Q. Did you change your menu of offerings? If so, what effect did that have on the business?

A. We have not added or deleted any services on the menu. Our philosophy is to keep it simple and excel at the few things we offer. With our main service being eyelash extensions, The Lash Lounge only offers five other services. One change that was made was to increase the price on three of the five services, simply because there were so few requests. We were faced with the decision to either remove the services completely or change the pricing. We chose to increase the pricing so that it was worth the technicians’ time and supply cost to perform the service. In the end, the number of these services has picked up with the increased price over the past year.

Q. Do you employ any sort of creative staffing initiatives?

A. As I have grown the business, the hardest thing has been to hire employees who provide the quality of service and customer care that I built the business on. I believe that is what sets us apart from our competition, our reputation. Every employee has to go through our training program and build their skill level up before we allow them to work on paying clients. Therefore, it is difficult to fire someone and have a replacement ready to go the next day. With that said, I have learned it is much better to let a bad seed go immediately than to let them tarnish the rest of the employees’ morale and, ultimately, the customers’ experience. We do have a large number of long-term employees who have been working for the company for more than three years, which in the beauty industry is a great accomplishment. To attract and retain these valuable employees, we have added health benefits to the employment package, as well as semi-annual awards and bonuses. We also found that our employees want regular staff meetings so they can feel in the know and a part of the corporation. During these meetings, we always ask for their input, suggestions for improvement, and ideas for new products and services, and we always make sure they know how much they are appreciated. I believe these measures are what have helped us retain the excellent employees we have.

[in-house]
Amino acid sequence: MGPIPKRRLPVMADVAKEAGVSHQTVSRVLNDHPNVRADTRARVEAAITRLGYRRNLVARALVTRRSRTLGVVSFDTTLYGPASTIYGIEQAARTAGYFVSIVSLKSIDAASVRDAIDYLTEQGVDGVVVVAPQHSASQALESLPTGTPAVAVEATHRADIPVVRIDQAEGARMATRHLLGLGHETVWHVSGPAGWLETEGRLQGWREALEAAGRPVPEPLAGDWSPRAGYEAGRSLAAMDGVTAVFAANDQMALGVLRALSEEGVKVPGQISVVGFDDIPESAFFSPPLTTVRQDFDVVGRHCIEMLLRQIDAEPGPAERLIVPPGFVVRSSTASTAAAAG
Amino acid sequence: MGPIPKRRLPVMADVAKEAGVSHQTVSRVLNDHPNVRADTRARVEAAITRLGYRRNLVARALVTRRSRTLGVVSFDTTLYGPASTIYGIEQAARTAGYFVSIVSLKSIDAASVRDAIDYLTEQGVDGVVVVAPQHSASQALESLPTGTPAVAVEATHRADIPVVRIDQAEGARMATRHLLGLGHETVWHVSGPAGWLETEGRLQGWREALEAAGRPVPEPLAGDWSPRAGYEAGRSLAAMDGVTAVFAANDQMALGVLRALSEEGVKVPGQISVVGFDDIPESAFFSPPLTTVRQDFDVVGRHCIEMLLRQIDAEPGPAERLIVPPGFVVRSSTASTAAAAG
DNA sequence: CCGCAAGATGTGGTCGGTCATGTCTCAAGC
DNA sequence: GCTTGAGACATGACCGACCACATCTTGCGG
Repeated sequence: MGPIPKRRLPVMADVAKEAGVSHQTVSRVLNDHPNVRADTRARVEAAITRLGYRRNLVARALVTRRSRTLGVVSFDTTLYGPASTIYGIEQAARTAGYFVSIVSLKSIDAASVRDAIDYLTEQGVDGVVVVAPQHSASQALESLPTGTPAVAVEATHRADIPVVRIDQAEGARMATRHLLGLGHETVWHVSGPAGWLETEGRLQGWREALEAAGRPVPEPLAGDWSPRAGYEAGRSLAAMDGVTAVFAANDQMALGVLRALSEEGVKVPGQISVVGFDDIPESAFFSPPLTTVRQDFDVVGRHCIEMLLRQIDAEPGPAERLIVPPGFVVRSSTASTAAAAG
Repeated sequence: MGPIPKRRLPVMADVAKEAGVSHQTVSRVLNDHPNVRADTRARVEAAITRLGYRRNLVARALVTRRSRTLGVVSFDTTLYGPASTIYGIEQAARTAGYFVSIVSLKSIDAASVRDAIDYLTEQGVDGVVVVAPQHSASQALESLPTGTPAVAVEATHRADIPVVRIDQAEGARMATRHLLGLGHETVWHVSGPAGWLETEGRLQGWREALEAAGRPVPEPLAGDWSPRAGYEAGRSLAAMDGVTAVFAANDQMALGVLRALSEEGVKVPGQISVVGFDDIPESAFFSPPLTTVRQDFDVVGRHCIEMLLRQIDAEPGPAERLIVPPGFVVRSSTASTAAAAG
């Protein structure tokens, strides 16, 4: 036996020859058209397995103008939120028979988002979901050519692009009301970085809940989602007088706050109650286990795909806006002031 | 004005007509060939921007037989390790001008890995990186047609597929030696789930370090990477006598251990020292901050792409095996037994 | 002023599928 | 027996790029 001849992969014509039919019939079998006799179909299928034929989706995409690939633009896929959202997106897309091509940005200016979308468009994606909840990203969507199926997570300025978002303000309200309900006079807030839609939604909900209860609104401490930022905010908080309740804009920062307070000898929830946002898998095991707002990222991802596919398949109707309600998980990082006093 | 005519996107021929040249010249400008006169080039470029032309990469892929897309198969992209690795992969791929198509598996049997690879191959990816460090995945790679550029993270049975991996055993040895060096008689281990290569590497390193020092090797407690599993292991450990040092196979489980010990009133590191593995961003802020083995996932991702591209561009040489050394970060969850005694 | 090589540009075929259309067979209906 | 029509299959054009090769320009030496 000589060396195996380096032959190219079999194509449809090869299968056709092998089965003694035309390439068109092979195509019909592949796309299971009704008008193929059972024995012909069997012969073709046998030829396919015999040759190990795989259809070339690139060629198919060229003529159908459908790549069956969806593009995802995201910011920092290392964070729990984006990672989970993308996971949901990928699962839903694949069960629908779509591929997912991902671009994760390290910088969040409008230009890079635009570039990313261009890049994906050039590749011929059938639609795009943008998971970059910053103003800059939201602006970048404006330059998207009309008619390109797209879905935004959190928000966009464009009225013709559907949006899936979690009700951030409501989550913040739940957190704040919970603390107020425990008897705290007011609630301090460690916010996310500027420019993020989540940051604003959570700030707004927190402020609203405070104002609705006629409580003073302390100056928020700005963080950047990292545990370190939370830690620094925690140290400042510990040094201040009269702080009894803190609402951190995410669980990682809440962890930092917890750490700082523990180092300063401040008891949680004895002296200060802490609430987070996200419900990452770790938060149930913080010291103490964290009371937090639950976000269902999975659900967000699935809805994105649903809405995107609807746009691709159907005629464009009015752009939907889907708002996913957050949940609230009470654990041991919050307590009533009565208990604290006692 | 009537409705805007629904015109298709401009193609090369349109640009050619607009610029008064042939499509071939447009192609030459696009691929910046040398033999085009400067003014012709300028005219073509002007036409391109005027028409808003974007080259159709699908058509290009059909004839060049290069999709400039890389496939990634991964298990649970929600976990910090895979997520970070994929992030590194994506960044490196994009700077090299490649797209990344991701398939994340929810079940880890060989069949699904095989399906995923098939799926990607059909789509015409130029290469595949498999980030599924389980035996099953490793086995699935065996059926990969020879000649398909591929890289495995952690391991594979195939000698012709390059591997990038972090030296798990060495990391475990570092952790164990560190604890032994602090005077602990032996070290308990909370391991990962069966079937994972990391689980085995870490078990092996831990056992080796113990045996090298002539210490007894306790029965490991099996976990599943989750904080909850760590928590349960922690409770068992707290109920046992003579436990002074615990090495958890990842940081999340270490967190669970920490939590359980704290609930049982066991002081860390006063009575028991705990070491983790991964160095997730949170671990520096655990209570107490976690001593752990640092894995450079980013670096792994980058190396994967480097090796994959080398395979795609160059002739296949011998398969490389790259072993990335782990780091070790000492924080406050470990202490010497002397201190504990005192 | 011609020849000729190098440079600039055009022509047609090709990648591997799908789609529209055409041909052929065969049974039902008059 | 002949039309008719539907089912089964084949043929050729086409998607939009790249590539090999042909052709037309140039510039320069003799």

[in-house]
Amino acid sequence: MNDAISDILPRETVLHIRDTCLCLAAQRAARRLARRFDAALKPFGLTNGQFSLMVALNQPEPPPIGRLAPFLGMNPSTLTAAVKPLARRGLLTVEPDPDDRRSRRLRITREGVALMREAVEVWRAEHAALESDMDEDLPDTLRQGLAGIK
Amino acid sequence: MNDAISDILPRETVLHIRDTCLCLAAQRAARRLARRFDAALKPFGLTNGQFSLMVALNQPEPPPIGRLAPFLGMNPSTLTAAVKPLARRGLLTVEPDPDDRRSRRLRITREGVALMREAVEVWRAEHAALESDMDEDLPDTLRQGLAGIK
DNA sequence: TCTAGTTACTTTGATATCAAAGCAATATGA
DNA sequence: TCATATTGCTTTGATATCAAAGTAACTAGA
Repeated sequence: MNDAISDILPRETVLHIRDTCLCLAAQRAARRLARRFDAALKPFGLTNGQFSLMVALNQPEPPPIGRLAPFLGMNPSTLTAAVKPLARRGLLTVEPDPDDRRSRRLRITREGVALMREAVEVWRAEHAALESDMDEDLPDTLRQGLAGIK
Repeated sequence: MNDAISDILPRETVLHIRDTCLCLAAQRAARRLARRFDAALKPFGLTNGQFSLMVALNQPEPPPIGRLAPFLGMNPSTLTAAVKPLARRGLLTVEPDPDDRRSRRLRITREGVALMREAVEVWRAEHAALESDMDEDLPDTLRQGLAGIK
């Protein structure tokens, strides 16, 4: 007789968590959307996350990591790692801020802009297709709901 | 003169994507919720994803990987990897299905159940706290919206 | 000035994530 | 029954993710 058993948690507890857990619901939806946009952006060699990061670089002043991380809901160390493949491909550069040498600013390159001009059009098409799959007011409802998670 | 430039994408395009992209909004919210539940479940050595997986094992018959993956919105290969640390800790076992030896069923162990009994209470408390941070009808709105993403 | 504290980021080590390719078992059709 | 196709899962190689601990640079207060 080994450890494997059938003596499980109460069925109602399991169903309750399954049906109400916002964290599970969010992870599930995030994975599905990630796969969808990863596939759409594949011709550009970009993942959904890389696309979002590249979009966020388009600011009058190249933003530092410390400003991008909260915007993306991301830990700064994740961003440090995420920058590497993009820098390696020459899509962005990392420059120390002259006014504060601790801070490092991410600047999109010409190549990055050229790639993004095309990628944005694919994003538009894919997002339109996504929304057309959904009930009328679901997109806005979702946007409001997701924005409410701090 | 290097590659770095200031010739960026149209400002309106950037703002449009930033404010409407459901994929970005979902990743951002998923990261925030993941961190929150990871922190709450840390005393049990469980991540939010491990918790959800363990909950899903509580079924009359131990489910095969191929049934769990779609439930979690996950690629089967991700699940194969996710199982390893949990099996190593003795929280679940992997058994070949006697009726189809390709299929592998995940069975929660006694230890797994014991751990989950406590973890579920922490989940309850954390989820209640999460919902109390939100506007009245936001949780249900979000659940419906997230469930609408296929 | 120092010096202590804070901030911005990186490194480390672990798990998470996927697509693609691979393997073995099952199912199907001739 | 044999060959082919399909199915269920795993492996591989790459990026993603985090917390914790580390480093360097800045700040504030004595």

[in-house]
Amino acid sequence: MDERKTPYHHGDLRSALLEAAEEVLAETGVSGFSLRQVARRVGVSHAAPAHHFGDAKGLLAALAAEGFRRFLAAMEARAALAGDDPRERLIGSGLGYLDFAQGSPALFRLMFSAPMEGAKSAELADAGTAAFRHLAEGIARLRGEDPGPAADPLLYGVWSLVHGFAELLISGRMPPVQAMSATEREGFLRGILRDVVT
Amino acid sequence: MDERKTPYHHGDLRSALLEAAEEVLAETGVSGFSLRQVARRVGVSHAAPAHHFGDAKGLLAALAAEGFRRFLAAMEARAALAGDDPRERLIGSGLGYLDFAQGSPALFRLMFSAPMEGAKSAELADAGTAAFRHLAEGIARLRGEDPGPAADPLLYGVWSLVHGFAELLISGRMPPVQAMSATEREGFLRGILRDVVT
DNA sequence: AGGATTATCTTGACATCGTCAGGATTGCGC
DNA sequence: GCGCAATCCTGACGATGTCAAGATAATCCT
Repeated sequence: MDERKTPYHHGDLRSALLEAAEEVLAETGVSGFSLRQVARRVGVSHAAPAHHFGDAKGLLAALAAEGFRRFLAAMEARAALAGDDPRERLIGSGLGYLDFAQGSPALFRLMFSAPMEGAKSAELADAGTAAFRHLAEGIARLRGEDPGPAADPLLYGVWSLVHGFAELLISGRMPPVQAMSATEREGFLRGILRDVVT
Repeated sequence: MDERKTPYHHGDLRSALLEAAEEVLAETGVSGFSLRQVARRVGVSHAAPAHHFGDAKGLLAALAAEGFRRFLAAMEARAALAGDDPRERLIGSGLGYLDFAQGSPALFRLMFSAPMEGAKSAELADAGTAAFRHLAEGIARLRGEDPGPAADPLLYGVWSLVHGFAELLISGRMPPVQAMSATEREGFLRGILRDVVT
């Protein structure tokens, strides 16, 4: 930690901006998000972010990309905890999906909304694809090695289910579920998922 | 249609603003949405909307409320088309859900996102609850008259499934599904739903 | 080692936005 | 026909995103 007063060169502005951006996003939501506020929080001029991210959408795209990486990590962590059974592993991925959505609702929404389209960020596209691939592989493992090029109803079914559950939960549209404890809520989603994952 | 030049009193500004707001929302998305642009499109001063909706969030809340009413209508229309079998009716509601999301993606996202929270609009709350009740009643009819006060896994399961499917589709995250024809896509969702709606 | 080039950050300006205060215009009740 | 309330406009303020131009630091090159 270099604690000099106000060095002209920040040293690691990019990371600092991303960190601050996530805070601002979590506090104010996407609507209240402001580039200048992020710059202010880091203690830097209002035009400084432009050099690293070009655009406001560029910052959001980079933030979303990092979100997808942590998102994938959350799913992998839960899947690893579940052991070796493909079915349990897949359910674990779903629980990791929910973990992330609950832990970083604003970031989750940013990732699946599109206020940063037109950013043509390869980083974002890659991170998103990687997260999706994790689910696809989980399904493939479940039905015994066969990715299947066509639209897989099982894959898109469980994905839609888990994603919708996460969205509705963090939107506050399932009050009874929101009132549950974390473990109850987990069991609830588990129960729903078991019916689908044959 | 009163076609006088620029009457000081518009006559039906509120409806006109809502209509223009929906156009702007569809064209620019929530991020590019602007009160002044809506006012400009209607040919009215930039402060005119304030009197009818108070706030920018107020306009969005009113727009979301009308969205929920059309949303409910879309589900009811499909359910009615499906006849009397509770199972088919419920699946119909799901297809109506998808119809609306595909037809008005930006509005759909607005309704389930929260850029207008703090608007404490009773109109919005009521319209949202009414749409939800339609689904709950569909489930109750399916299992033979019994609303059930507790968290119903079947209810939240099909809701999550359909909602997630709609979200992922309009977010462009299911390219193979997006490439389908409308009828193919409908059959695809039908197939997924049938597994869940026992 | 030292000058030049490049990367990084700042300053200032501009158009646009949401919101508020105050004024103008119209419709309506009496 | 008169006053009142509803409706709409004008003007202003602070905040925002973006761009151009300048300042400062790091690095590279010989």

Q. What have you learned from surviving the recent recession?

A. The Fort Worth salon was built out and opened in October 2008 in a beautiful shopping center with luxury condos in the upper levels. The rest of the strip where this salon was located was also designated to be built out with a variety of shops, restaurants, and living centers. Everything was on schedule to be constructed and opened at the same time or within six months of the Fort Worth location. Due to the recession, everything was at least one to two years behind. The luxury condos whose residents we expected to frequent the business weren’t inhabited until 2010, thus causing a lot of businesses to close in the same center. As a result, the Fort Worth location was the slowest to grow. We hung in there, and while we didn’t make any money for a long time, we were able to break even, which was all we could ask for. By mid- 2010, the rest of the strip was finishing up with development and is bustling today. Consequently, our Fort Worth location is now often the top-grossing monthly earner. It took a while for us to get there, but it has worked out in the end. What I have learned from this has been to make sure to place our salons in existing and thriving shopping centers, or have language in place within the lease that ties the landlord and developer to certain delivery dates or a certain percentage of space rented by other retailers. Positioning The Lash Lounge in the right centers actually allows us to cut back on annual advertising funds.